Aswal BS (1992) Less known medicinal uses of three plants from Kumaun Himalaya (India) Indian. J For 15:76–77Google Scholar
  102. 102.
    Chauhan NS (1990) Medicinal orchids of Himachal Pradesh. J Orchid Soc India 4:99–105Google Scholar
  103. 103.
    Dey AC (1982) Indian medicinal plants used in Ayurvedic preparations. Bishan Singh Mahender Pal Singh, DehradunGoogle Scholar
  104. 104.
    Habbu PV, Smita DM, Mahadevan KM, Shastry RA, Biradar SM (2012) Protective effect of Habenaria intermedia tubers against acute and chronic physical and psychological stress paradigs in rats. Braz J Pharmacogn 22:568–579CrossRefGoogle Scholar
  105. 105.
    Pérez Gutiérrez RM (2010) Orchids: a review of uses in traditional medicine, its phytochemistry and pharmacology. J Med Plants Res 4:592–638Google Scholar
  106. 106.
    Chinmay R, Kumari S, Bishnupriya D, Mohanty RC, Dixit R, Padhi MM, Babu R (2011) Phyto-pharmacognostical studies of two endangered species of Malaxis (Jeevak and Rishibhak). Pharmacogn J 3:77–85CrossRefGoogle Scholar
  107. 107.
    Bhatnagar JK, Handa SS, Duggal SC (1970) Chemical investigation on Microstylis wallichii. Planta Med 20:157–161Google Scholar
  108. 108.
    Chauhan RS, Nautiyal MO, Prasad P, Purohit H (2008) Ecological features of an endangered medicinal orchid – Malaxis muscifera (Lindley) Kuntze in Western Himalaya. McAllen Int Orchid Soc J 9:8–12Google Scholar
  109. 109.
    Sarkar PK, Agrawal VV (1978) Notes on Pholidota pallida Lindl. and its use in Ranchi district Bihar. Bull Bot Surv India 20:182–183Google Scholar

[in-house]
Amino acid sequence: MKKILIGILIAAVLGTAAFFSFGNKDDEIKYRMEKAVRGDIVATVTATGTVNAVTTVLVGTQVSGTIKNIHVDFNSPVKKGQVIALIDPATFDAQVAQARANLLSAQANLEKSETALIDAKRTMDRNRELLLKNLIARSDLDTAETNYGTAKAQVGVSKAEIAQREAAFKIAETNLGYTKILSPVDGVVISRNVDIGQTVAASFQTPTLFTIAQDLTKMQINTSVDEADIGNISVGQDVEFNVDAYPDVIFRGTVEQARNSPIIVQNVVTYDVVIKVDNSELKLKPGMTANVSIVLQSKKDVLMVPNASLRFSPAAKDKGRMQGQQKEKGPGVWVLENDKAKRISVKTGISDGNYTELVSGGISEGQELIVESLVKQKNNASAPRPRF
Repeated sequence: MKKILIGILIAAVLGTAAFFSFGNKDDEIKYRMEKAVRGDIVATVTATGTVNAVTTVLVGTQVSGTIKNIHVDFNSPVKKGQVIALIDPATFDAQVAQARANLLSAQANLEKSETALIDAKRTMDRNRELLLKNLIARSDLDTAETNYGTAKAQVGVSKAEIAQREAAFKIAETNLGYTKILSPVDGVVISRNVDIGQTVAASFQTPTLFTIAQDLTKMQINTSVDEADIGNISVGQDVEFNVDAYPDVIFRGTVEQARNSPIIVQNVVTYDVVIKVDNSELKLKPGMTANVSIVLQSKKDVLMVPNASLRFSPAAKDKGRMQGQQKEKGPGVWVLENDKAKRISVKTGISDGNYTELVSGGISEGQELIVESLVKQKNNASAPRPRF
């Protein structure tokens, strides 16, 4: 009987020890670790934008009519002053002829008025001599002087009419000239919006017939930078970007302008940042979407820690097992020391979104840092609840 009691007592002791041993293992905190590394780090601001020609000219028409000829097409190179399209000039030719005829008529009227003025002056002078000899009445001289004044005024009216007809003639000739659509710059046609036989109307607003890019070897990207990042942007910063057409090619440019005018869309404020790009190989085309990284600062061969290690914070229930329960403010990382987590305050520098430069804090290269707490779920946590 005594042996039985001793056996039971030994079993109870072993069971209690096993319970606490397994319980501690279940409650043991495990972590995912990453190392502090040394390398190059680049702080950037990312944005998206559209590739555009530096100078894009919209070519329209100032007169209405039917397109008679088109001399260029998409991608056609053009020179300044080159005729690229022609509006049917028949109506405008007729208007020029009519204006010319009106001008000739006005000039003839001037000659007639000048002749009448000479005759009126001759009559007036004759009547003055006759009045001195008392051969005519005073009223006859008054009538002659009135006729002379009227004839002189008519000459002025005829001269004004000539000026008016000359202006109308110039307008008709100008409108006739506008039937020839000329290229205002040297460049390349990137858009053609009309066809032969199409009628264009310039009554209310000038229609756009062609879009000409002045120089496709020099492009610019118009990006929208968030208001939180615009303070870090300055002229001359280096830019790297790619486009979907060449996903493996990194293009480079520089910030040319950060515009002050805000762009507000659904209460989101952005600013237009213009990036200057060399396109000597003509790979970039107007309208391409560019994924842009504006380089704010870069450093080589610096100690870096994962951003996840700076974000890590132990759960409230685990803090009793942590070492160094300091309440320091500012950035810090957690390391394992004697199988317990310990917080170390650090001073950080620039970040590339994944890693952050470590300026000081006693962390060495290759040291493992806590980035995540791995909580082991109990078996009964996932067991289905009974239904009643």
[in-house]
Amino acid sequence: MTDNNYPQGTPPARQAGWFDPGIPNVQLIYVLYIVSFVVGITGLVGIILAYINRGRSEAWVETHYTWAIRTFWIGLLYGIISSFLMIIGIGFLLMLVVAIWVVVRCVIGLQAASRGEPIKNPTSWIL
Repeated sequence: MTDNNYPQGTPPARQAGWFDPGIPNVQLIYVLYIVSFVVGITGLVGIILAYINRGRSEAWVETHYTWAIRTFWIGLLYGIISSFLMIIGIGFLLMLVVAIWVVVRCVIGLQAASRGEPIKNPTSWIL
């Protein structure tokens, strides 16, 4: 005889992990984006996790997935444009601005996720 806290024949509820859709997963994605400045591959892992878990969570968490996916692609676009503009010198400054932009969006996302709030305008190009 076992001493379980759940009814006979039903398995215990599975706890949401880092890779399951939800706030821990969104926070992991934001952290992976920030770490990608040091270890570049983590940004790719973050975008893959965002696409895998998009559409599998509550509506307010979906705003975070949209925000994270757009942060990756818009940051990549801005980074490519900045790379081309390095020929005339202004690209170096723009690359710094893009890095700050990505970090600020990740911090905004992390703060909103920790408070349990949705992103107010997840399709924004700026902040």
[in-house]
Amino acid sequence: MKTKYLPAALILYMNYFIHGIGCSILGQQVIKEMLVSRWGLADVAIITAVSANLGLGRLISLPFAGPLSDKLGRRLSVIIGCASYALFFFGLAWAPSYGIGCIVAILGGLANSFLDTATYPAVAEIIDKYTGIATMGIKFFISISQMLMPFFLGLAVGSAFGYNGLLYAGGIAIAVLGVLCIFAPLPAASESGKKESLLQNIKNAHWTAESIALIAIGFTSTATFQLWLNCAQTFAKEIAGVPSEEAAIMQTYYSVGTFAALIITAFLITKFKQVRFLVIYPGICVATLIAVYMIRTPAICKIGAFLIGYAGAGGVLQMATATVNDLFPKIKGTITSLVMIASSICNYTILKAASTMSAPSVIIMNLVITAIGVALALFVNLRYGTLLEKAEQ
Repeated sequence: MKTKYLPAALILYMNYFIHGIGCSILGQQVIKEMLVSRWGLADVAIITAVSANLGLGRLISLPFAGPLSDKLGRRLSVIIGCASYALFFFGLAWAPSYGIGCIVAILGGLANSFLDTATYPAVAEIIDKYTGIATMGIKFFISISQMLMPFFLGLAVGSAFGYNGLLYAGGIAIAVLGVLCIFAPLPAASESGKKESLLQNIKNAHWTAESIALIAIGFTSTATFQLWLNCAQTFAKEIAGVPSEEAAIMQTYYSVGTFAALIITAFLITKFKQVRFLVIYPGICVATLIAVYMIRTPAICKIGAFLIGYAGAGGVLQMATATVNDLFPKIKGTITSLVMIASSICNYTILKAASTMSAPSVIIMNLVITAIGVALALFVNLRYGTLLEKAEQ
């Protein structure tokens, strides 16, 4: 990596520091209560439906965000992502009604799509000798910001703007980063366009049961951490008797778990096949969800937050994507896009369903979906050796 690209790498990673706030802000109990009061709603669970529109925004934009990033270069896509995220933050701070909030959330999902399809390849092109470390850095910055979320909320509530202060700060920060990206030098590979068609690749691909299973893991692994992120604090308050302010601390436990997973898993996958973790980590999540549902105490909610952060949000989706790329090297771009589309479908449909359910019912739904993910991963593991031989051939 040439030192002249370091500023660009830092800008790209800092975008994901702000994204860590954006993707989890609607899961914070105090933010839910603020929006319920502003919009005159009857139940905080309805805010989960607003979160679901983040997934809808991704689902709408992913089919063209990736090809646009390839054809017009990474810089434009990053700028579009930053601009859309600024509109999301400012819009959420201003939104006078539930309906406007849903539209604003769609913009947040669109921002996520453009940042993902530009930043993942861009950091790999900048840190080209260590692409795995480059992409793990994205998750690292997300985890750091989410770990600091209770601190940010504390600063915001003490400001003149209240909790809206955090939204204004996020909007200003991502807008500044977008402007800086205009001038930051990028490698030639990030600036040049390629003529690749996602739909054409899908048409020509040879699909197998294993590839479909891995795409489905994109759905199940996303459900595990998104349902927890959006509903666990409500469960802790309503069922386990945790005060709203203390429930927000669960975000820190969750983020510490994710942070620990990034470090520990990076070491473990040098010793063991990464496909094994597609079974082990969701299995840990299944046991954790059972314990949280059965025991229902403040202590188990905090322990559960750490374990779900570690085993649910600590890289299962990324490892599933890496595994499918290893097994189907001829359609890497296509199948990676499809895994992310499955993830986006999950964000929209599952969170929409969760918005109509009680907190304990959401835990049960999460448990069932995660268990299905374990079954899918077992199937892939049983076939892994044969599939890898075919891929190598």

110. 110.
    Nadkarni AK (1954) Dr. K.M. Nadkarni’s Indian materia medica, vol 2, 3rd edn. Popular Book Depot, BombayGoogle Scholar
  111. 111.
    Bi ZM, Wang ZT, Xu LS, Xu GJ (2004) Studies on chemical constituents of Pholidota yunnanensis. Zhongguo Zhong Yao Za Zhi 29:47–49PubMedGoogle Scholar
  112. 112.
    Guo XY, Wang J, Wang NL, Kitanaka S, Liu HW, Yao XS (2006) New stilbenoids from Pholidota yunnanensis and their inhibitory effects on nitric oxide production. Chem Pharm Bull (Tokyo) 54:21–25CrossRefGoogle Scholar
  113. 113.
    Al-Amin M, Sultana GNN, Hossain CF (2012) Analgesic and anti-inflammatory activities of Rhynchostylis retusa. Biol Med 3:55–59Google Scholar
  114. 114.
    Kirtikar PK, Basu BD (1975) Indian medicinal plants, 2nd edn. (Reprint Ed. 1975). M/s Bishen Singh MahendraPal Singh, DehradunGoogle Scholar
  115. 115.
    Usman MRB, Chhaya G, Surekha CG, Lalit S, Samadhan B (2012) Pharmacognostical Evaluations of Some Herbal Plant. IJARPB 2(3):302–310Google Scholar
  116. 116.
    Kumar PKS, Subramoniam A, Pushpangadan P (2000) Aphrodisiac activity of Vanda tessellata (Roxb.) Hook.Ex Don extract in male mice Indian. J Pharmacol 32:300–304Google Scholar
  117. 117.
    Ahmad F, Sayeed A, Islam A, Abdus Salam SM, Sadik G, Sattar MA, Astaq Mohal Khan GRM (2002) Antimicrobial activity of extracts a glycoside from Vanda roxburghii R Br. Pak J Biol Sci 5:189–191CrossRefGoogle Scholar
  118. 118.
    Kumar S (2002) The medicinal plants of North-East India. Scientific Publishers, JodhpurGoogle Scholar
  119. 119.
    Singh MP, Dey S (2005) Indian medicinal plants. Satish Serial Publishing House, DelhiGoogle Scholar
  120. 120.
    Reddy CS, Pattanaik C, Murthy MSR, Reddy KN (2005) Orchids of Eastern Ghats, India. EPTRI-ENVIS Newslett 11:6–12Google Scholar

Authors and Affiliations

  1. 1.ICAR-National Research Centre for Orchids, Darjeeling CampusDarjeelingIndia
  2. 2.ICAR-National Research Center on Seed and SpicesTabiji, AjmerIndia
  3. 3.ICAR-National Research Centre for OrchidsPakyongIndia

Section editors and affiliations

  • Jean-Michel Mérillon
    • 1
  1. 1.Groupe d’Etude des Substances VGroupe d’Etude des Substances VInstitut des Sciences de la Vigne et du VinUniversité de BordeauxVillenave d’OrnonFrance

Personalised recommendations